Tobia Scarpa: Architecture, Design, and Paper Airplanes

More than an architect for Benetton, Scarpa created Made in Italy history with his wife and colleague Afra

image
Courtesy photo

According to Tobia Scarpa, “intelligence is born from the ability to manipulate, and manipulation is surely the first individual element to the human being”.

A Venetian architect and designer born in 1935, he’s known for his work with major Italian brands like Benetton, Cassina, and Flos — along with his two Compasso d’Oro wins.

The second win in 2008, awarded for his illustrious career, was presented to the architect without his wife and colleague, Afra Bianchin Scarpa.

While the two worked raising children and phenomenal new projects, he would later tell Eva Grippa in an interview: “success corrodes sentiments and that almost always leads to dividing paths”. While that may be true, it’s nearly impossible to separate the names of Afra and Tobia Scarpa.

At the age of 74, she would pass away, drifting on, just like a paper airplane that the designer describes in a video by Flos: “sometimes we try to make paper airplanes, but by eye, not the way we learned — that we know will make it fly — but something new”.

Elegantly aging, he sits cool and calm behind his round glasses as he speaks with a strong Venetian accent. Tobia exudes the very definition of “creativity”. It’s a gift he inherited from his father, the celebrated architect and academic, Carlo Scarpa, whose stylistic tendencies and sensibilities were also passed down to his son. The Scarpa family has made a name for itself not by following specific lines of thinking, but rather, by pursuing the idea of solid and lasting design.

The collaboration between Afra and Tobia Scarpa first began in 1959 with the Pigreco armchair, during a course from Franco Albini. Just two years apart, he grew up in Venice and she came from the nearby town of Montebelluna. Both would graduate in 1957 from the IUAV of Venice, and after a brief stint in Murano for the glassmaker Venini, Scarpa would join Afra once again to inaugurate their own studio in 1960 in her hometown.

That same year, the couple would help create Flos and many of Scarpa’s designs would later take the brand’s name. Among them are the Fantasma (1962), Biagio (1968), Pierrot (1990), and Papillona (1975) (among the first examples using halogen technology).

Courtesy photo

Furnishings from Afra and Tobia Scarpa were noted immediately for their elegance and fine lines. Iconic pieces like the casual and comfortable Bastiano sofa (1961) or the Vanessa bed (1959) for Gavina and later Cassina paired well with both modern and traditional decor. Their designs would enrich the fine selection of Made in Italy throughout the world.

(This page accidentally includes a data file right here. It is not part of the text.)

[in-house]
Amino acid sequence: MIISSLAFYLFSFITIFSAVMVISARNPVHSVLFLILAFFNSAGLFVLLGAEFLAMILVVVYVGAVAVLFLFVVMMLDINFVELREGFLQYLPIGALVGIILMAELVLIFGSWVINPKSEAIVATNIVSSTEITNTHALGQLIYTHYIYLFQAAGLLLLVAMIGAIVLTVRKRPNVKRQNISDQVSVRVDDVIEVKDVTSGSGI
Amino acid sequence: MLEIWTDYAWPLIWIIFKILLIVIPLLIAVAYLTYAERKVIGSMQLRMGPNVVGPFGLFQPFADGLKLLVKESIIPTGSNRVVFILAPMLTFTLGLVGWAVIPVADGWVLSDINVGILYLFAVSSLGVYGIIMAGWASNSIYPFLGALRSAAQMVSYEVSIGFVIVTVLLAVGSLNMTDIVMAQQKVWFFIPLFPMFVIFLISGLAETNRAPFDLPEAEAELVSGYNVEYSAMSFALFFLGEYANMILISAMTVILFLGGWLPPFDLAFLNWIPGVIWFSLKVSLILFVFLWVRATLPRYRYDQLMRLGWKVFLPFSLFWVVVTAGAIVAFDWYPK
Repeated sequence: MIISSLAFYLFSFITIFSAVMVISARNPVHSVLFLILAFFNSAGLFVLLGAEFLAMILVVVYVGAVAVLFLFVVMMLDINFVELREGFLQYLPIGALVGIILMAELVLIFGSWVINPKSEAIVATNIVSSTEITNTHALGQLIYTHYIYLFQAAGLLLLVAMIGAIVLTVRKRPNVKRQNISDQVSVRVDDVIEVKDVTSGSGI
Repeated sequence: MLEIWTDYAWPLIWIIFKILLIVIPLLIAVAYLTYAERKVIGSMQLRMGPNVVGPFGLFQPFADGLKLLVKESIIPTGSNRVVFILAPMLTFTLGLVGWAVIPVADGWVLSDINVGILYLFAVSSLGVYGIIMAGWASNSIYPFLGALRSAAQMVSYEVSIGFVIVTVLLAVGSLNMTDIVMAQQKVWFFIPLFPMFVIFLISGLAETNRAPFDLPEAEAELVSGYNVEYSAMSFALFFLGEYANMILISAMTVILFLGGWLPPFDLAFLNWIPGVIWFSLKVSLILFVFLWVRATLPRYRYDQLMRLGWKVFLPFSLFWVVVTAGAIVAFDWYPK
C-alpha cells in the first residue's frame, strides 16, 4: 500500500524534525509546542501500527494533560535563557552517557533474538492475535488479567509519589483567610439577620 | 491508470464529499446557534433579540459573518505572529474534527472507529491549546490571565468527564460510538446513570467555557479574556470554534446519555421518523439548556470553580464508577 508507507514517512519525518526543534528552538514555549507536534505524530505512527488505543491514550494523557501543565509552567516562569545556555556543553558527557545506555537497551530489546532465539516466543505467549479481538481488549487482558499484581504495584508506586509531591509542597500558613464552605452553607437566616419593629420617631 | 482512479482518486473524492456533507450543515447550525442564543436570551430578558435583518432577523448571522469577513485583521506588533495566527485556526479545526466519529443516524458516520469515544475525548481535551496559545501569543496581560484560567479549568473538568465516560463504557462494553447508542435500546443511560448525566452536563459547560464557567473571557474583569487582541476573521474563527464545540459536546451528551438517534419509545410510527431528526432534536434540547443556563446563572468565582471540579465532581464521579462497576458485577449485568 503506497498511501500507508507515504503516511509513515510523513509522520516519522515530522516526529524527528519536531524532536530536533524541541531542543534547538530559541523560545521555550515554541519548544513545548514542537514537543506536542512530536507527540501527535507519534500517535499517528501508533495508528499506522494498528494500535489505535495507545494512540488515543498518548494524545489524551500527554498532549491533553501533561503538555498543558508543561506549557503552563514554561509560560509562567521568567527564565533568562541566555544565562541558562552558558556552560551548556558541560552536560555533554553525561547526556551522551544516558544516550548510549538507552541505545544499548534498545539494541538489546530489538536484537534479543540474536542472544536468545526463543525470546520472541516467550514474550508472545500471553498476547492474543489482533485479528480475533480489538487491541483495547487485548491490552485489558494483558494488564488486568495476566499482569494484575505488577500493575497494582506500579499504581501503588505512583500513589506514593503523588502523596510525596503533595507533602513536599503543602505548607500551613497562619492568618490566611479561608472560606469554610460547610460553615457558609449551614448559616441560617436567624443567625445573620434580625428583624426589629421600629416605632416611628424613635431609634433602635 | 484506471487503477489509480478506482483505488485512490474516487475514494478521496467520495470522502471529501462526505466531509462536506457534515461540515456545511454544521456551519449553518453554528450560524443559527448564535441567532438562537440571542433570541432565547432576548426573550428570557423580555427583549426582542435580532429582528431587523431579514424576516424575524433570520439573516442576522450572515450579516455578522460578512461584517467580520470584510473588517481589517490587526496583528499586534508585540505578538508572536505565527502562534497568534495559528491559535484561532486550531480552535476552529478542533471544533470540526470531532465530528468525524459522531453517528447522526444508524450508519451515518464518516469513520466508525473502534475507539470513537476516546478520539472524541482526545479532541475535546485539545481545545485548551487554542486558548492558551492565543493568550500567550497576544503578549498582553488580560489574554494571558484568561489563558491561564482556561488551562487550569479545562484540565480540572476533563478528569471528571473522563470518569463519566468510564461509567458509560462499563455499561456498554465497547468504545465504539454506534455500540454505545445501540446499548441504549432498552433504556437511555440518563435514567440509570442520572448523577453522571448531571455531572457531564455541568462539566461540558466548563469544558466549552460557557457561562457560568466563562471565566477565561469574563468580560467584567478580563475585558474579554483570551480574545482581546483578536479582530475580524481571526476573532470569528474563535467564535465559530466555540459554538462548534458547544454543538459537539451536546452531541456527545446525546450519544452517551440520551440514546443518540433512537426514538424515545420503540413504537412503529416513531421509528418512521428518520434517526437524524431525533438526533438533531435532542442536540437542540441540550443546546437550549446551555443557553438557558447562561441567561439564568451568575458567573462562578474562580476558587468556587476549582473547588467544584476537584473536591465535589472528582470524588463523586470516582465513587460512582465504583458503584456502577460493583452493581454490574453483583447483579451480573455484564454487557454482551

In 1966, the Coronado sofa was created for B&B Italia, introducing polyurethane to the world of seating. Just two years later, Scarpa released the Soriana armchair for Cassina in 1968 — one of his most iconic designs. The creative prowess of the Venetian maestro was unstoppable, and together with Afra, he more than deserved the Compasso d’Oro prize of 1970.

Courtesy photo

With a vast list of commissions, Scarpa worked for important brands like Fabbian, Stildomus, Veas, and Knoll — the 925 chair for Cassina from the 60’s is now on permanent display at the MoMa in New York. Together, the creative duo produced work that has shown at the Louvre and countless other museums throughout the world.

More than design, the architect also created the storefront for businesses like C&B, Geox, and Unifor. It was an exploration that would foray into his collaboration with Benetton, the Treviso-based clothing company. Together with Afra, he would design the knitwear factory of Paderno before taking on the entire industrial architecture production for the brand. From the interiors of the headquarters in Freiburg, Paris, and New York to the factories of Castrette di Villorba (1980 and 1993), and to the restoration of Villa Spineda in Venegazzù (1999).

More important prizes and recognition would follow, like the International Forum Design Hannover Award of 1992. However, for Scarpa, the 90’s would be scarred by the tragic passing of his two sons, Sebastiano and Niccolò, in two separate car accidents.

Despite the devastating losses, Tobia Scarpa refused to give up. He went on to teach at the IUAV University in 2002, the same school where he once studied, with professorship in the Design Department. Before the death of Afra, between 2004 and 2007, he continued to collaborate with the architect on numerous restorations of historical buildings, like the Palazzo della Ragione of Verona.

Jacqueline Poggi via Flickr

Alone, he would sign off on the Gallerie delle Prigioni in Treviso: the former Hapsburg prisons, which today host a collection of art from Benetton.

As he once said: “my goal, in life, was to be an architect. I’ve seen a lot of death in my professional life, and this experience has changed my understanding of my goals. I now understand that the awe arising from the dialogue between man and structure can take the soul to boundless spaces. Those who accept this awe have the possibility to grow spiritually”.

Translated by Austin Sawhill

Pubblicità - Continua a leggere di seguito
Altri da Best of
showroom-kiev.com.ua

best-mining.com.ua

сиалис купить в киеве дешево